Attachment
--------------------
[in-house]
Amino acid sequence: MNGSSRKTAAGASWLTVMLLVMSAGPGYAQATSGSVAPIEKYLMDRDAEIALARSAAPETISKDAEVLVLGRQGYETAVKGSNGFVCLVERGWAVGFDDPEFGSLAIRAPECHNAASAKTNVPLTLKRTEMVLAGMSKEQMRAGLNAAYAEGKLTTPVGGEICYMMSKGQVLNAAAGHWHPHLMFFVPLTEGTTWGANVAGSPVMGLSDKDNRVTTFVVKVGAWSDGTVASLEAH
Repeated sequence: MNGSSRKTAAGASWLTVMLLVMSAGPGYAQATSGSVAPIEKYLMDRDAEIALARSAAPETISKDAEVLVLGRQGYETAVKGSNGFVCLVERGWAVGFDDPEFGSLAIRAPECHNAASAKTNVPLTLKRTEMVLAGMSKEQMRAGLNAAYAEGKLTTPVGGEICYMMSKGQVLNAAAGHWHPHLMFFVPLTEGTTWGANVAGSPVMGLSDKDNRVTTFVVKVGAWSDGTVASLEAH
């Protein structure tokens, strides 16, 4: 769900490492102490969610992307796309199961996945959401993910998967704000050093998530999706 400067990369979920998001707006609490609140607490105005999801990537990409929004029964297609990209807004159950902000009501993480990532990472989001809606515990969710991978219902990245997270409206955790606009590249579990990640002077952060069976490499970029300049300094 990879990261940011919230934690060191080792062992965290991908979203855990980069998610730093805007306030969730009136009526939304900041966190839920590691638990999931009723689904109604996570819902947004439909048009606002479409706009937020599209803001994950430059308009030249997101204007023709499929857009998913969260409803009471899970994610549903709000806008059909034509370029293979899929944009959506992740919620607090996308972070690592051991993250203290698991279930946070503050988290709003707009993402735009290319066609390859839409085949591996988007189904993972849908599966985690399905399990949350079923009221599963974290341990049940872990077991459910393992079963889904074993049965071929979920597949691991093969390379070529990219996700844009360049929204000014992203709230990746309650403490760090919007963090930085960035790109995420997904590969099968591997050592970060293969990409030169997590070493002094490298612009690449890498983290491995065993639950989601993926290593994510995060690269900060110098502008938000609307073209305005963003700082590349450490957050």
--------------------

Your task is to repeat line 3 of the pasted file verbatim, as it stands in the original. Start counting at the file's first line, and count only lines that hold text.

Repeated sequence: MNGSSRKTAAGASWLTVMLLVMSAGPGYAQATSGSVAPIEKYLMDRDAEIALARSAAPETISKDAEVLVLGRQGYETAVKGSNGFVCLVERGWAVGFDDPEFGSLAIRAPECHNAASAKTNVPLTLKRTEMVLAGMSKEQMRAGLNAAYAEGKLTTPVGGEICYMMSKGQVLNAAAGHWHPHLMFFVPLTEGTTWGANVAGSPVMGLSDKDNRVTTFVVKVGAWSDGTVASLEAH